Participating researchers, programme organisation and programme leadership

The programme “Organising integration” is a multidisciplinary research program – one of the core programs at GRI. The programme currently includes one economist, three business economists, a sociologist and a public administration scholar from the University of Gothenburg (Gothenburg Research Institute (GRI), Department of Business Administration & School of Public Administration) as well as an architecture technologist from Chalmers Technical University and a business economist from the Copenhagen Business School in Denmark. Two post docs and one doctoral candidate have recently been be recruited. The programme is also connected to the Mistra Urban Futures (MUF) Local Interaction Platform and the Social Science Park at “Utvecklingen Nordost”.

Host institution

Gothenburg Research Institute (GRI), School of Business, Economics and Law, University
of Gothenburg

Programme leaders

Associate Professor Andreas Diedrich andreas.diedrich@gri.gu.se
Associate Professor Maria-José Zapata-Campos, m.zapata@handels.gu.se


Professor Barbara Czarniawska, Barbara.czarniawska@gri.gu.se
Professor Ester Barinaga, eb.mpp@cbs.dk
Professor Patrik Zapata, patrik.zapata@spa.gu.se
Professor Henrietta Palmer, henrietta.palmer@chalmers.se
Senior Lecturer Vedran Omanović, vedran.omanovic@handels.gu.se
Researcher Nanna Gillberg, nanna.gillberg@handels.gu.se
Postdoc Helena Kraff, helena.kraff@hdk.gu.se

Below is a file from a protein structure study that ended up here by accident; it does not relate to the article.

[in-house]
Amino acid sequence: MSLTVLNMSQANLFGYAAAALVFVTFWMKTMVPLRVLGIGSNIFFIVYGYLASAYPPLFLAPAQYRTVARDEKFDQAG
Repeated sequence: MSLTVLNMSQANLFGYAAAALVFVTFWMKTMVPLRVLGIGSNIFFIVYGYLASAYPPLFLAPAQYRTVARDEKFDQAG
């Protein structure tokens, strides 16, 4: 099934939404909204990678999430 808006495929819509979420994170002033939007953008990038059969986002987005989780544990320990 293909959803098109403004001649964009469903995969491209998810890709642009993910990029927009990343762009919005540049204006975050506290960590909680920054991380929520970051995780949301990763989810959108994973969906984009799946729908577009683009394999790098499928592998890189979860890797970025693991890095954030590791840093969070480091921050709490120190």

Postdoc Eva Maria Jernsand, eva.maria.jernsand@handels.gu.se
Phd canditate Hanna Hellgren, hanna.hellgren@spa.gu.se

Associated members

Professor Gideon Kunda
Professor Rolf Wolff
Professor Airi Rovio-Johansson
Associate Professor Huriye Aygören


Funding body:

Swedish Research Council for Health, Working life and Welfare (Forte) (2017-2019)

Selected references

Andersson, P. & Osman, A. (2008). Recognition of prior learning as a practice for differential inclusion and exclusion of immigrants in Sweden. Adult Education Quarterly, 59: 42–60.
Andersson Joona, P. (2011) The Native-Immigrant Income Gap among the Self-employed in Sweden. International Migration, 49: 118-143.
Behtoui, A. (2008) Informal Recruitment Methods and Disadvantages of Immigrants in the Swedish Labour Market. Journal of Ethnic and Migration Studies, 34: 411-430.
Bevelander, P. (2000). Immigrant employment integration and structural change in Sweden 1970–1995. Stockholm: Ahlmqvist and Wicksell International.